District American Kitchen and Wine Bar

Because District is situated inside the new downtown Sheraton, it's expected that hotel guests would eat here. But interestingly enough, the restaurant seems to be going after locals, too, with a comfort-food menu that name-drops plenty of local purveyors and gives creative twists to American standards. One such classic is something we just don't see on restaurant menus in the Southwest but wouldn't mind if we did: whoopie pies. These traditional Amish treats, with cream sandwiched between two moist round cakes, get a tasty update at District. They're pumpkin instead of the typical chocolate cake, teamed with a frothy bourbon malt milkshake that's as yummy as it sounds. Earlier this year, the New York Times published a story about how whoopie pies are suddenly in vogue. We knew it already.

Amarone Ristorante Italiano

It takes true discipline to behave ourselves at Amarone Ristorante Italiano, a north Scottsdale eatery where everything from the grilled calamari to the homemade gnocchi in vodka sauce is clean-your-plate good. Needless to say, we usually indulge ourselves here. Charming owner Maurizio Benforte (who also runs Pizza A Metro, in Phoenix) has a way of putting us in a festive mood, and before we know it, we're ordering tiramisu when we thought we'd already filled our bellies to capacity. But as with any amazing dessert, there's always room for Amarone's tiramisu — light, creamy mascarpone layered with booze-soaked ladyfingers, with a dusting of cocoa. It's la dolce vita in every bite.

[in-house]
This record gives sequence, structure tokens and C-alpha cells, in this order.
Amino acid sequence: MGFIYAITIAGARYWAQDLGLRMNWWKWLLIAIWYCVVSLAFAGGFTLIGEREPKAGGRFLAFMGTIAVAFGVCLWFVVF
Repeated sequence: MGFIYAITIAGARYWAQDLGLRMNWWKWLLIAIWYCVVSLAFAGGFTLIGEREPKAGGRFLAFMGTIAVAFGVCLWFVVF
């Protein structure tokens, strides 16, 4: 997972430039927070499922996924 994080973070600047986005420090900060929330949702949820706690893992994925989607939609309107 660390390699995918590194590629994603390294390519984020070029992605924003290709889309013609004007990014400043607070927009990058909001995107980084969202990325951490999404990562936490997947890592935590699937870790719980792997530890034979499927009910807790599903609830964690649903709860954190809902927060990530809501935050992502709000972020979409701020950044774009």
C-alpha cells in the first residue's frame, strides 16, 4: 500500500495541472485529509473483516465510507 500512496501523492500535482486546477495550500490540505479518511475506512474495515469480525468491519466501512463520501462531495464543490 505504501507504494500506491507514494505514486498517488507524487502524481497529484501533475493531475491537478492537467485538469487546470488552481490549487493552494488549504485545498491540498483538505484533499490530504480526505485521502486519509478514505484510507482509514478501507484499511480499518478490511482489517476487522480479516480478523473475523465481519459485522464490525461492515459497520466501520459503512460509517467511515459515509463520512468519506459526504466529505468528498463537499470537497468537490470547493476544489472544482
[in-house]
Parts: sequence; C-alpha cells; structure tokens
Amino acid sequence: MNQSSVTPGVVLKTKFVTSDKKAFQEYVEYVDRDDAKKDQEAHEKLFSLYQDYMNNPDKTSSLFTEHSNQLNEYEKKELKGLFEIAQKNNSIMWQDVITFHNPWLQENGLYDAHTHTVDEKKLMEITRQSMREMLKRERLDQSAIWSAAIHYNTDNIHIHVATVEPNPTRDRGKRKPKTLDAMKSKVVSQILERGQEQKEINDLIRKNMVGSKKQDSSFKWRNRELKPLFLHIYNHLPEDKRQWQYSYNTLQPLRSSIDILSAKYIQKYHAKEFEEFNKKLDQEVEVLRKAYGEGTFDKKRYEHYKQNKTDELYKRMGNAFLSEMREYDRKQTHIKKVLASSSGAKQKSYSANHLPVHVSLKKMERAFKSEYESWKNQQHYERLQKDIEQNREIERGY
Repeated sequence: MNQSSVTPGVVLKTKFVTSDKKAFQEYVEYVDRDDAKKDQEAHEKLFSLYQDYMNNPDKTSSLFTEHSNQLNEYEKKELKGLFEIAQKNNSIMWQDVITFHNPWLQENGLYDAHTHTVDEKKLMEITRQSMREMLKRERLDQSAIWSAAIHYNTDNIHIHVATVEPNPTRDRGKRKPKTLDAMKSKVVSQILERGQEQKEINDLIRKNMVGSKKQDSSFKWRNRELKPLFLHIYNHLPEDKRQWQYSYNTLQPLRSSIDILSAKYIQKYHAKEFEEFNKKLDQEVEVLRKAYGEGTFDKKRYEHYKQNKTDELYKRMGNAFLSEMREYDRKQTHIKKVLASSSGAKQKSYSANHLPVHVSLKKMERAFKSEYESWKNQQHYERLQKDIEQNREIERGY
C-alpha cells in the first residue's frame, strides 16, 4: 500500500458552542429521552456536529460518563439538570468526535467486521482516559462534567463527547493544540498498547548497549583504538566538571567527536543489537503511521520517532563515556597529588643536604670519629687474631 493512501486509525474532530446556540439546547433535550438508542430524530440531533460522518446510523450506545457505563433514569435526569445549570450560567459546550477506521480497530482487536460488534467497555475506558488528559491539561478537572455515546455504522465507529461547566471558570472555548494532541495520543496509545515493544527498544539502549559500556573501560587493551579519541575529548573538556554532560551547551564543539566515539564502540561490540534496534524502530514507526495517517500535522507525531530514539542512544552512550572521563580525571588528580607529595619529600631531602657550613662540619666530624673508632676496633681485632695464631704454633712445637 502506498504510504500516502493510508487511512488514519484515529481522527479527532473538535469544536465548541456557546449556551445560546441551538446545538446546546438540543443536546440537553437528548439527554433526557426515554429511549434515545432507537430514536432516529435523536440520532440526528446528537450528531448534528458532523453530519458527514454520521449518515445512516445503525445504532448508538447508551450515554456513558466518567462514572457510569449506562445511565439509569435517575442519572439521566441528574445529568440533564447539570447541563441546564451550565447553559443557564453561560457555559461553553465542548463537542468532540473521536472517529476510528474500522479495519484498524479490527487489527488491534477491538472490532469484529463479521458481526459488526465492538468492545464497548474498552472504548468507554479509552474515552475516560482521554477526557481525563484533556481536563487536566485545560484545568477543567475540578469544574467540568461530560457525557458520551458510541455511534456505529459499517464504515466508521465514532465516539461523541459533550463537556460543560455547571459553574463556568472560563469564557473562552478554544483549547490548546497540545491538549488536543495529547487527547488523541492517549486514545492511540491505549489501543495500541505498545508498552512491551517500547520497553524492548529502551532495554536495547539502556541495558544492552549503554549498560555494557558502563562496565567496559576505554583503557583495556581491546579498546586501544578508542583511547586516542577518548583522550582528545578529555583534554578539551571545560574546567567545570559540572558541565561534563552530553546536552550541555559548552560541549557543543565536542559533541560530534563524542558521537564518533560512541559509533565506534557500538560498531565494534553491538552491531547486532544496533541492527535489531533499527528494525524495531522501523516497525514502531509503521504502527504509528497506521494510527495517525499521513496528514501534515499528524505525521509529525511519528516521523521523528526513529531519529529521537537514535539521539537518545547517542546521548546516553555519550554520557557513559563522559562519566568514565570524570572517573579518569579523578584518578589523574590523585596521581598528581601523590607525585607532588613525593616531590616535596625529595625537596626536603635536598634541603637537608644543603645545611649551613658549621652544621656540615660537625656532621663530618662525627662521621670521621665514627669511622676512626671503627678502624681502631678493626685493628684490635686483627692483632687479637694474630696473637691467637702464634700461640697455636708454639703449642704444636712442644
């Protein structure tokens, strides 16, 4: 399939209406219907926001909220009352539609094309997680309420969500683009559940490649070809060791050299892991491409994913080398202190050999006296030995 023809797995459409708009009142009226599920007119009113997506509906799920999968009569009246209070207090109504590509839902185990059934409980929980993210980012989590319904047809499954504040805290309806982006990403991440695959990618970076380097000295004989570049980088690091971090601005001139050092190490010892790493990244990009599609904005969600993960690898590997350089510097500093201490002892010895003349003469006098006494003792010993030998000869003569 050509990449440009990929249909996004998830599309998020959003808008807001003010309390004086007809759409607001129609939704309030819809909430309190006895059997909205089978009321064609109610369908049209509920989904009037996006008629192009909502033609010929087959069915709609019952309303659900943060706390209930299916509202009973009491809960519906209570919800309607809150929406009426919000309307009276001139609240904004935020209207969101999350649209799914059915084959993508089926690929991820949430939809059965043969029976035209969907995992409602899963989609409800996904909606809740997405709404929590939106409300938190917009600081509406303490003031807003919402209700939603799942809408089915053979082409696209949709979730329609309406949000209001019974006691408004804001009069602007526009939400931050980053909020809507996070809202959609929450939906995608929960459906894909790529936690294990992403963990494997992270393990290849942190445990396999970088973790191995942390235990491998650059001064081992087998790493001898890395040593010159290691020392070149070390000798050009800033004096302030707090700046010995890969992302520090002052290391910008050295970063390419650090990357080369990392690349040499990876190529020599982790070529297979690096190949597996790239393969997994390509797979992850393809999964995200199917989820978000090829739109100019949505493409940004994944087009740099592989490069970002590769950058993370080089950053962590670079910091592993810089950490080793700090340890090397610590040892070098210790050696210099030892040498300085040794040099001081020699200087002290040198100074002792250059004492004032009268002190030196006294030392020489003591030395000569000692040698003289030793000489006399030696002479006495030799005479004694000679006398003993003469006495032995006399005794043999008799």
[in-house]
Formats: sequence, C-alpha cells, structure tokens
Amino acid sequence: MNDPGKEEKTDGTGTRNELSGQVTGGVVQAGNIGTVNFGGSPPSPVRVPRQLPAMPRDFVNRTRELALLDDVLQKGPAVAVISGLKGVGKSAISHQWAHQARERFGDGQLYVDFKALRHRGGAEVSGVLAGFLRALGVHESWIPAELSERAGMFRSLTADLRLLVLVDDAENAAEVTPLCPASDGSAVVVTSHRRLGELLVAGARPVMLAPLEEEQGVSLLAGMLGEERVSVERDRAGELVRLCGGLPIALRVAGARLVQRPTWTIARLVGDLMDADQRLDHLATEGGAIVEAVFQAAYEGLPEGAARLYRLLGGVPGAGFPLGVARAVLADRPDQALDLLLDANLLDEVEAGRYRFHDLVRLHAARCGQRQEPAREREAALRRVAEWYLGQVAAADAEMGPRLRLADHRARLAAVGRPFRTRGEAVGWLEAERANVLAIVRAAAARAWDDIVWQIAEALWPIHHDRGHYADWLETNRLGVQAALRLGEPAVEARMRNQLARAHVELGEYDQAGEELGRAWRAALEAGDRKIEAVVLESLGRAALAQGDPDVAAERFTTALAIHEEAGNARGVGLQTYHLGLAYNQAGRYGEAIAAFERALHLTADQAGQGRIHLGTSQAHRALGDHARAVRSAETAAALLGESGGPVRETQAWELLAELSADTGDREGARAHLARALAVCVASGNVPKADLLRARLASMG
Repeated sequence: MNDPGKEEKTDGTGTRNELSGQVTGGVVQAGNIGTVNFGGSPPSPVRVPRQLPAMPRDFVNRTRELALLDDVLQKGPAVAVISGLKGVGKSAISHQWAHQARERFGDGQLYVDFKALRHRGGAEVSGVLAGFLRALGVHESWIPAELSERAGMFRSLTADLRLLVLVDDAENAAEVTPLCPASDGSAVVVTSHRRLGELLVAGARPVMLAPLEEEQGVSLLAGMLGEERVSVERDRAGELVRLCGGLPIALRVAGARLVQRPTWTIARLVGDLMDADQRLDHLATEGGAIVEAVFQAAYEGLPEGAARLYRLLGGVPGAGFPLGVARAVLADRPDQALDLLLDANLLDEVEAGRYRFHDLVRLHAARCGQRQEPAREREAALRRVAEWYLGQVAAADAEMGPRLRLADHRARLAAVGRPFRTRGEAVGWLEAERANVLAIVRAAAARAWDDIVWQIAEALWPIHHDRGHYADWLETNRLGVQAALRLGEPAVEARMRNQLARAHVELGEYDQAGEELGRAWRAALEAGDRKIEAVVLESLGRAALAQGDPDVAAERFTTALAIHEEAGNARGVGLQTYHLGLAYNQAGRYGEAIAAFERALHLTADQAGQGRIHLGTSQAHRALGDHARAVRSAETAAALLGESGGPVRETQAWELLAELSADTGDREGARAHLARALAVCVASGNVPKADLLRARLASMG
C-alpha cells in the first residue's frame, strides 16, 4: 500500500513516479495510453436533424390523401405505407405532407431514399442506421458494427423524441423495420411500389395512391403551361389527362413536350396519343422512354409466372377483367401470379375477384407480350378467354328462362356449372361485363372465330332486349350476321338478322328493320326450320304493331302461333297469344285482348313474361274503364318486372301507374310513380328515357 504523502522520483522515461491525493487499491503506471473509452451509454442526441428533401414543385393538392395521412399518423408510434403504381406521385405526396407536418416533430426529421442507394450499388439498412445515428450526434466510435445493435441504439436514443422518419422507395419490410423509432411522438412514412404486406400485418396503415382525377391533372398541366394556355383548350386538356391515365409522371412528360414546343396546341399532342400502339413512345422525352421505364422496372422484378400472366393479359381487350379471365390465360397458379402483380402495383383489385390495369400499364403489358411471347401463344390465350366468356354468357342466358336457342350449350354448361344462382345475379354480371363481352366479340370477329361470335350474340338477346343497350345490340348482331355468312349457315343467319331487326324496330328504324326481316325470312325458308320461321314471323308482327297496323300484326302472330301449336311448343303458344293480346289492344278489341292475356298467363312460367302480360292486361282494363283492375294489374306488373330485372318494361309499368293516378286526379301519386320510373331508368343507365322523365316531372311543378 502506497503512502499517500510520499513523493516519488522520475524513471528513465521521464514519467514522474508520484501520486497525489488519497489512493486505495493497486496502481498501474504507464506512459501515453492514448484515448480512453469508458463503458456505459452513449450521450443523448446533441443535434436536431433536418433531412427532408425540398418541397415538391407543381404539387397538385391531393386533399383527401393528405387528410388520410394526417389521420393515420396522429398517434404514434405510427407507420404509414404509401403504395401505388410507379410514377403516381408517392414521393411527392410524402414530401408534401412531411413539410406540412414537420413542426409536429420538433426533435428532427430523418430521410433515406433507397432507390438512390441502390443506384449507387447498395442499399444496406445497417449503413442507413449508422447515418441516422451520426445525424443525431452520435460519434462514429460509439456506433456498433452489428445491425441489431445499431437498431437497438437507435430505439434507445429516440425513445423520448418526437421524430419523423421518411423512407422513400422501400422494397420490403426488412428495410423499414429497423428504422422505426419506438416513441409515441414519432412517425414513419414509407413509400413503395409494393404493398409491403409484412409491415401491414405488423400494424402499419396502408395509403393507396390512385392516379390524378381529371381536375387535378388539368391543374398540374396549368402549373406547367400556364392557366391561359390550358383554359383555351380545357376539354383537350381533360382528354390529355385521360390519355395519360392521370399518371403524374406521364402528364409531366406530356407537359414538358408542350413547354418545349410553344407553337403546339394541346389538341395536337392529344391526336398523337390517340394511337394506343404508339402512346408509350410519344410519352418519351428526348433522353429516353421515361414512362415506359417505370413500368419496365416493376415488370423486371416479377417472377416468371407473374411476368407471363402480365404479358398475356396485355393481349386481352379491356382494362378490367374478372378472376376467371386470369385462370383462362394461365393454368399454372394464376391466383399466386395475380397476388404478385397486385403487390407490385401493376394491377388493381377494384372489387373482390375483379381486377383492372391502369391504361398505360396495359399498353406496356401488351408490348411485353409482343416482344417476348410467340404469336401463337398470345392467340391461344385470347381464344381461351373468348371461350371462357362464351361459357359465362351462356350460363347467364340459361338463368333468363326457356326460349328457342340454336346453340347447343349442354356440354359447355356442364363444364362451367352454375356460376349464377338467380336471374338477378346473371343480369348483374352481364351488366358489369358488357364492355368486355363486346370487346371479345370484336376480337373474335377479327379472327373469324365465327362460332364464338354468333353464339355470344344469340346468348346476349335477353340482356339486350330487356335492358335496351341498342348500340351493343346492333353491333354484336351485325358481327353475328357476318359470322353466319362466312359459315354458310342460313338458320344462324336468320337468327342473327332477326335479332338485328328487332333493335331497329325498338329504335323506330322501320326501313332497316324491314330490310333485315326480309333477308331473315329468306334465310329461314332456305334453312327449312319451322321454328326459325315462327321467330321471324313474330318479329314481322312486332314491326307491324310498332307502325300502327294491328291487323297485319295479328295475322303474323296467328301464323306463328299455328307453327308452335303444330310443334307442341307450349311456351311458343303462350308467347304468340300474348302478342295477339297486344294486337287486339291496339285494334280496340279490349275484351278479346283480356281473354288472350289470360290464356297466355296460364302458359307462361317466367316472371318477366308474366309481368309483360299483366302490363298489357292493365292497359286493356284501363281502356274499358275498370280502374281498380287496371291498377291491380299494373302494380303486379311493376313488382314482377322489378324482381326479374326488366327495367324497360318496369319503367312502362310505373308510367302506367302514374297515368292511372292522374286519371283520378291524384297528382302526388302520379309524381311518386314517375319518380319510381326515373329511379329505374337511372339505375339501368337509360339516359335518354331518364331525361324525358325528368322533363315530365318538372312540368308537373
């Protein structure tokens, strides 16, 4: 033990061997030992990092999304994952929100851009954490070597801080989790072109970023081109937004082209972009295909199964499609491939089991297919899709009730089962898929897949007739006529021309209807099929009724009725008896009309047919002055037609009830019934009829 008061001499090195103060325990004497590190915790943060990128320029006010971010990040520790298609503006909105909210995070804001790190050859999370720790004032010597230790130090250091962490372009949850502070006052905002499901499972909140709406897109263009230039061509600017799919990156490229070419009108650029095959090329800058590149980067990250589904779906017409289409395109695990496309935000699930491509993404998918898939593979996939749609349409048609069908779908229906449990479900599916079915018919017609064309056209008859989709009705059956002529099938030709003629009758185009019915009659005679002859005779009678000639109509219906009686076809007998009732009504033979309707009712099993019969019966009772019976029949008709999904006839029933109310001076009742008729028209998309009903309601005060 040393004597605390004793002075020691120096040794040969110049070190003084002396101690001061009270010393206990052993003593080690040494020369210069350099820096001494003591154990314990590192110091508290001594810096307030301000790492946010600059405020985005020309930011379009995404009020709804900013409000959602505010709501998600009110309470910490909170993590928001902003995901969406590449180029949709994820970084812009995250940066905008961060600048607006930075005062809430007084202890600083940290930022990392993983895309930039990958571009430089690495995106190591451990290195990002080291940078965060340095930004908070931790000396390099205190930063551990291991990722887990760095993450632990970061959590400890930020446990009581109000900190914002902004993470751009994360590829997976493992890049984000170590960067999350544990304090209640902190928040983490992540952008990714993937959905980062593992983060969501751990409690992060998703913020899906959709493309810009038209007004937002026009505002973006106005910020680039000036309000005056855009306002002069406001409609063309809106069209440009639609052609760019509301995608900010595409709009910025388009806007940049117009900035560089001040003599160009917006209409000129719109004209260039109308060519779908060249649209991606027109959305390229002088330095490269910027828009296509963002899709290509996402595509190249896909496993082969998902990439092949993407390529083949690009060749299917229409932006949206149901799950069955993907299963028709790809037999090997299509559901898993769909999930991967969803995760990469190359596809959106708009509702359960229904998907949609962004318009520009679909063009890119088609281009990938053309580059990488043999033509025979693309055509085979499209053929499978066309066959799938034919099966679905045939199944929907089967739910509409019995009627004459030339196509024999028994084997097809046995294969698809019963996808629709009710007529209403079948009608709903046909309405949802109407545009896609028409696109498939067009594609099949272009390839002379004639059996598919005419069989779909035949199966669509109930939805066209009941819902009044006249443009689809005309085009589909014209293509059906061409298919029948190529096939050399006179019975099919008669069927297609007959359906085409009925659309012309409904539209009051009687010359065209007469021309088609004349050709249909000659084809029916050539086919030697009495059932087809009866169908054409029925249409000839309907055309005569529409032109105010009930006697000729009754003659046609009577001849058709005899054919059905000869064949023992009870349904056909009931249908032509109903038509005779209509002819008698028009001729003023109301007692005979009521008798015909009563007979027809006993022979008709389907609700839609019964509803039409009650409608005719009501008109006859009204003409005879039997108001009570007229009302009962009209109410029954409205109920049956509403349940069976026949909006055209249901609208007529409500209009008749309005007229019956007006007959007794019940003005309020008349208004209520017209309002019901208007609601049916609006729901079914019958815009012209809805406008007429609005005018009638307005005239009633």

Bertha's Cafe

In a sea of trendy cupcake shops, Bertha's Café rises modestly to the top. This casual and unassuming spot serves breakfast, lunch, and a variety of pastries, but the true-blue reason to go to Bertha's is to sample the adorable mini red velvet cupcakes. At 75 cents apiece, they're highly addictive; they're moist, with white frosting and red sprinkles — they're so cute you could pop. Beyond red velvet, other flavors include chocolate, carrot cake, and pumpkin, in the fall. You'll be back every season, regardless of what's in style.

Tammie Coe Cakes

We'll forgive you if you didn't know MJ Bread exists. It's like a cute toy hidden inside a cereal box, but in this case, the cereal box is Tammie Coe Cakes. You may walk into Tammie Coe's looking for a swirly cake, but you're just as likely to walk out with a crunchy baguette, some ciabatta bread, or a warm olive loaf. MJ Bread also sells to-go servings of garlic bread, as well as crispy baguettes, garlic herb focaccia, and blueberry banana bread. The pretzels are particularly yummy. They have a small menu with a few sandwiches, to boot. Try the tuna slider on a delicious roll that perfects the ideal bread-to-tuna-salad ratio. Anyway, as we were saying, you'd be forgiven for not having known about MJ, but now that you are in the know, you're on your own. No more clemency.

The Phoenician, Scottsdale

Master baker Ben Hershberger has created a monster. His chocolate cherry sourdough bread is a one-pound marvel that has a cult following. Found at The Phoenician and the Scottsdale Farmers Market, it's worth getting up early just to guarantee you'll be able to grab some. Did we mention getting up early? This sweet treat sells out every week faster than your 401(k) tumbles. And for good reason — the little loaves are loaded with three different kinds of chocolate, which is more than you'll find in most cakes in this town. Finally, a sweet treat that's as good as it is good for you. At least, that's how we justified scarfing a whole loaf in one sitting. Those cherries must count for a daily serving of fruit, right? It's the perfect excuse to knock back a slice or three after dinner as the perfect capper for any meal. Or lunch. Heck, even breakfast. Some people call it toast; we call it heaven.